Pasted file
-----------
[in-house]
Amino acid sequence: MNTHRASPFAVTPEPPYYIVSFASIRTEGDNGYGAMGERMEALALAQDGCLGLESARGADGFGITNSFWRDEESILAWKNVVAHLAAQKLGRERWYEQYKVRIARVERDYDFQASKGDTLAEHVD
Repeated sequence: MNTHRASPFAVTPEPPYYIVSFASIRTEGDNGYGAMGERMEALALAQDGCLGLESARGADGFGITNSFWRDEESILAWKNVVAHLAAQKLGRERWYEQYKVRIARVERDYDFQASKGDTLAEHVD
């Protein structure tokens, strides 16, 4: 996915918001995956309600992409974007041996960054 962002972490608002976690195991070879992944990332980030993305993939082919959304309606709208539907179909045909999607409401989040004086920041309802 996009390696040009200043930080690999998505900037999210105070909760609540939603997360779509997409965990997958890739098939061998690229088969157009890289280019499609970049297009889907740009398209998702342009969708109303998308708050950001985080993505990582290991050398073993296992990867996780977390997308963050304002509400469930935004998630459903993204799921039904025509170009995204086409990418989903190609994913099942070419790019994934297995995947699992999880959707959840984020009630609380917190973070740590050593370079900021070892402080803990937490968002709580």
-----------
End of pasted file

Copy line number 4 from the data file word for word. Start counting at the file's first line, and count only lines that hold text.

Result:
């Protein structure tokens, strides 16, 4: 996915918001995956309600992409974007041996960054 962002972490608002976690195991070879992944990332980030993305993939082919959304309606709208539907179909045909999607409401989040004086920041309802 996009390696040009200043930080690999998505900037999210105070909760609540939603997360779509997409965990997958890739098939061998690229088969157009890289280019499609970049297009889907740009398209998702342009969708109303998308708050950001985080993505990582290991050398073993296992990867996780977390997308963050304002509400469930935004998630459903993204799921039904025509170009995204086409990418989903190609994913099942070419790019994934297995995947699992999880959707959840984020009630609380917190973070740590050593370079900021070892402080803990937490968002709580």